The Wide Field Imager of the International X-ray Observatory

Max-Planck-Institut Halbleiterlabor, Otto-Hahn-Ring 6, 81739 München, Germany; Johannes Gutenberg-Universität, Inst. f. anorganische und analytische Chemie, 55099 Mainz, Germany; Kavli Institute for Astrophysics and Space Research, Massachusetts Institute of Technology, Cambridge, MA 02139-4307, USA; Department of Astronomy and Astrophysics, Pennsylvania State University, University Park, PA 16802, USA; Politecnico di Milano, Dipartimento di Elettronica e Informazione, Milano, Italy; INFN Sezione di Milano, Milano, Italy; Space Research Centre, Department of Physics and Astronomy, University of Leicester, University Road, Leicester LE1 7RH, UK; PNSensor GmbH, Römerstr. 28, 80803 München, Germany; Max-Planck-Institut für extraterrestrische Physik, Giessenbachstr., 85748 Garching, Germany; Technische Universität Darmstadt, Institut für Kernphysik, Schlossgartenstr. 9, 64289 Darmstadt, Germany; Max-Planck-Institut für Physik, Föhringer Ring 6, 80805 München, Germany; Harvard/Smithsonian Center for Astrophysics, 60 Garden Street, MS-67, Cambridge, MA 02138, USA; Institut für Astronomie und Astrophysik, Sand 1, 72076 Tübingen, Germany; Max-Planck-Institut für Sonnensystemforschung, Max-Planck-Str. 2, 37191 Katlenburg-Lindau, Germany; Department of Earth and Space Science, Graduate School of Science, Osaka University, Toyonaka, Osaka 560-0043, Japan; Dr. Karl Remeis-Sternwarte, Astronom. Inst. d. Univ. Erlangen-Nürnberg, Sternwartstr. 7, 96049 Bamberg, Germany; Erlangen Center for Astroparticle Physics (ECAP), Erwin-Rommel-Str. 1, 91058 Erlangen, Germany
Nuclear Instruments and Methods in Physics Research Section A Accelerators Spectrometers Detectors and Associated Equipment (Impact Factor: 1.14). 12/2010; DOI: 10.1016/j.nima.2010.05.049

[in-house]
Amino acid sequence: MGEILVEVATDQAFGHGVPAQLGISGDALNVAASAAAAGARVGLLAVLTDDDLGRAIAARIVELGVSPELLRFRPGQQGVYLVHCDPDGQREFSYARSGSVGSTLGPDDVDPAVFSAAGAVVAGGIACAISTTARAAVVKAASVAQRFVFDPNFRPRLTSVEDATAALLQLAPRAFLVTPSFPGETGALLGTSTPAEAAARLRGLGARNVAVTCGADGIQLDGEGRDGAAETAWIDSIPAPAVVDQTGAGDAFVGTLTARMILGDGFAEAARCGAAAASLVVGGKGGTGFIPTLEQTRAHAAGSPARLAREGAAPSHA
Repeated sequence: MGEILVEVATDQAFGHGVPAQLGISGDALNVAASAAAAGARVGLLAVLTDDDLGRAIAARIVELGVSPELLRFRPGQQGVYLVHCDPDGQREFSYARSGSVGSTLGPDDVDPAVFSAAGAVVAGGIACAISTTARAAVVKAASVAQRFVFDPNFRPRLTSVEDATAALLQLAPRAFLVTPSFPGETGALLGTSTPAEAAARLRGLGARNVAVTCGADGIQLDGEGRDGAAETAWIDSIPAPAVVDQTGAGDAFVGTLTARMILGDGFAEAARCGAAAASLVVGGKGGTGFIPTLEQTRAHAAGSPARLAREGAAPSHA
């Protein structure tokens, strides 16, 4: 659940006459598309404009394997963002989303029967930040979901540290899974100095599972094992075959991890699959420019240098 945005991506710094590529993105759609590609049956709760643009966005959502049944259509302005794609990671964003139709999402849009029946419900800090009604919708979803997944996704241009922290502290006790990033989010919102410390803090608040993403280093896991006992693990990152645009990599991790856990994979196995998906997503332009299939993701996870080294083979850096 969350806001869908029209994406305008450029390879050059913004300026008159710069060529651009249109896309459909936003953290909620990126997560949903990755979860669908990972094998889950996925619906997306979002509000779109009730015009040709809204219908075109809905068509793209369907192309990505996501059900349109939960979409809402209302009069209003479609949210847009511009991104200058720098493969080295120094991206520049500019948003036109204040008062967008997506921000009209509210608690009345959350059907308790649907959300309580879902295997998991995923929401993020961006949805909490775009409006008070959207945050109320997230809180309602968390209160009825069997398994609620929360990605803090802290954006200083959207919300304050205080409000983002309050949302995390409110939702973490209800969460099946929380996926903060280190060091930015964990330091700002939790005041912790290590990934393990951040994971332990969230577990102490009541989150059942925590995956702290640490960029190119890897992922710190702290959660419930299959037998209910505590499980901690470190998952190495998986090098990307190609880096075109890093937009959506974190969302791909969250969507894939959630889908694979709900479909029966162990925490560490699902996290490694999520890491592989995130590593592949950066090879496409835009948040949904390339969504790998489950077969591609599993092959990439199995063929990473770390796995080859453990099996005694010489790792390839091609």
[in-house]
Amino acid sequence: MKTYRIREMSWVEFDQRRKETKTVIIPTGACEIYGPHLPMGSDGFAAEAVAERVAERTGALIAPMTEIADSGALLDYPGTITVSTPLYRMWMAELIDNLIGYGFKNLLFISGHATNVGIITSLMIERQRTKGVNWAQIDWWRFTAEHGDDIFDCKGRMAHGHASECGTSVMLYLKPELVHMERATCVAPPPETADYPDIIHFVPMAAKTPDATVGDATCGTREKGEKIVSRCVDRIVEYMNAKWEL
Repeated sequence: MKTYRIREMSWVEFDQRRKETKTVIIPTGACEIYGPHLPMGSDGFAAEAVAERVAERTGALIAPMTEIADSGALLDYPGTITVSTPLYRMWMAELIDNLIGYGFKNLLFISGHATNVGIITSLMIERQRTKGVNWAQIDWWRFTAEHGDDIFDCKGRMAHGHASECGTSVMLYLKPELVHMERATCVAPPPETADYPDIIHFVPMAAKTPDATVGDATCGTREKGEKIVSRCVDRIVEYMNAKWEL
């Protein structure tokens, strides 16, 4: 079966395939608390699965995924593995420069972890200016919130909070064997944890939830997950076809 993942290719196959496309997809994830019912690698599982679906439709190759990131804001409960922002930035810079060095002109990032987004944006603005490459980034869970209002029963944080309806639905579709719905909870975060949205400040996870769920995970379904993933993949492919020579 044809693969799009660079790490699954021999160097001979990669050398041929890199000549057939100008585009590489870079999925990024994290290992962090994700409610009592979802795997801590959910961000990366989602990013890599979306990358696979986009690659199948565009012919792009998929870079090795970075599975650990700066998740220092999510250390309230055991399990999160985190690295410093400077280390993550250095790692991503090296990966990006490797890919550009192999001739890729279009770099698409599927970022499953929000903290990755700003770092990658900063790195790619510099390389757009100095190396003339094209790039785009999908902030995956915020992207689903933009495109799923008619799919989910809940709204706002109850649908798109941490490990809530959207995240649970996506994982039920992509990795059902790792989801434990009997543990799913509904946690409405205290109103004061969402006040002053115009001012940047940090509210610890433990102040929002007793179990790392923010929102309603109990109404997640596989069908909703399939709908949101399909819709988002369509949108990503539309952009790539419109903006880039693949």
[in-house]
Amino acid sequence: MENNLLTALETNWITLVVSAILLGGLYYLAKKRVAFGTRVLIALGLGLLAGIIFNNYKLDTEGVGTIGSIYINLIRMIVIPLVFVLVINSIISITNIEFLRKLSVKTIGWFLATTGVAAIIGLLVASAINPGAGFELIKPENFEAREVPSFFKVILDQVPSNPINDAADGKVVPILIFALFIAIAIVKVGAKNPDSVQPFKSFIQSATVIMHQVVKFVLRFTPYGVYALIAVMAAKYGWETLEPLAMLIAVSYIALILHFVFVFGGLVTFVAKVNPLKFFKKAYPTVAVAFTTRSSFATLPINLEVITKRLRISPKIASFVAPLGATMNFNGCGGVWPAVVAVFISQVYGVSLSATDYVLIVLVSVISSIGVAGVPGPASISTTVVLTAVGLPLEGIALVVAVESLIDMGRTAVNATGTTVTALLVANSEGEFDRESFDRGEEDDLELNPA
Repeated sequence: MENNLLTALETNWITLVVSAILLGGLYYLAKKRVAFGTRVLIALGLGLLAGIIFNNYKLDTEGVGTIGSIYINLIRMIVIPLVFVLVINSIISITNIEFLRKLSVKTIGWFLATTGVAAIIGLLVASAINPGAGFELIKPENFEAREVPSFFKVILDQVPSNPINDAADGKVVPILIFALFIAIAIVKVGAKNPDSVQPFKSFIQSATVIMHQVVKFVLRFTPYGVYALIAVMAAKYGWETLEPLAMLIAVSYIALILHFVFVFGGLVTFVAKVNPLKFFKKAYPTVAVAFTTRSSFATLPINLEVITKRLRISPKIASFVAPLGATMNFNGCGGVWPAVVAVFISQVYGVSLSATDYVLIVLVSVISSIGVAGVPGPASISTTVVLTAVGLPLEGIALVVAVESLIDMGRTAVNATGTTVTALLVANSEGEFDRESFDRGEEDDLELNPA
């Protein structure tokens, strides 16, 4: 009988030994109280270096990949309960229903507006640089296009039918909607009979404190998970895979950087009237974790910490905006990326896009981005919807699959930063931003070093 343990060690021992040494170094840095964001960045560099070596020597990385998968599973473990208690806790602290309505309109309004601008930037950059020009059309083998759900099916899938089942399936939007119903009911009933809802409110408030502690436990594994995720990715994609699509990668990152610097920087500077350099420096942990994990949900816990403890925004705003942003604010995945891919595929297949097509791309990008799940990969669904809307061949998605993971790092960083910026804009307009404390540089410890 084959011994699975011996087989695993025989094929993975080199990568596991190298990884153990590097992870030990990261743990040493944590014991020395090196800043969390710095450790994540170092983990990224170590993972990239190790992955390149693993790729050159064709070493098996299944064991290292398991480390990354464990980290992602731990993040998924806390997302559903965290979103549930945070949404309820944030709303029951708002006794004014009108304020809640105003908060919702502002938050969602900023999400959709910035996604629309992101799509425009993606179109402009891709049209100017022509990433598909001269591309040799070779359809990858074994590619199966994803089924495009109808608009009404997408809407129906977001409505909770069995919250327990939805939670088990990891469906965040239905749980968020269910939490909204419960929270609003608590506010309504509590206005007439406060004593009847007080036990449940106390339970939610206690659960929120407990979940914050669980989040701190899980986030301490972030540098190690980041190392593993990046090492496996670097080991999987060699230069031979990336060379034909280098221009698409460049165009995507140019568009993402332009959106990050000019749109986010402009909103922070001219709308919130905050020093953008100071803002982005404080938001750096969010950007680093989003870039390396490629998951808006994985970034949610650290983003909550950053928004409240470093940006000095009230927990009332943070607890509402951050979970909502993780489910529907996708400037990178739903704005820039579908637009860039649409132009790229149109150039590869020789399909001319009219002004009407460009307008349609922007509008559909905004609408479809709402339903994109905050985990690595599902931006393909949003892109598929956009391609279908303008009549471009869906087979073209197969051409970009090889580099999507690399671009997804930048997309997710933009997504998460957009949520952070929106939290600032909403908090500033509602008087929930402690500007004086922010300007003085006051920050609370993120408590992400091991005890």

Source: OAI

ABSTRACT The International X-ray Observatory (IXO) will be a joint X-ray observatory mission by ESA, NASA and JAXA. It will have a large effective area (3 m2 at 1.25 keV) grazing incidence mirror system with good angular resolution (5 arcsec at 0.1–10 keV) and will feature a comprehensive suite of scientific instruments: an X-ray Microcalorimeter Spectrometer, a High Time Resolution Spectrometer, an X-ray Polarimeter, an X-ray Grating Spectrometer, a Hard X-ray Imager and a Wide-Field Imager.The Wide Field Imager (WFI) has a field-of-view of 18 ft×18 ft. It will be sensitive between 0.1 and 15 keV, offer the full angular resolution of the mirrors and good energy resolution. The WFI will be implemented as a 6 in. wafer-scale monolithical array of 1024×1024 pixels of size. The DEpleted P-channel Field-Effect Transistors (DEPFET) forming the individual pixels are devices combining the functionalities of both detector and amplifier. Signal electrons are collected in a potential well below the transistor's gate, modulating the transistor current. Even when the device is powered off, the signal charge is collected and kept in the potential well below the gate until it is explicitly cleared. This makes flexible and fast readout modes possible.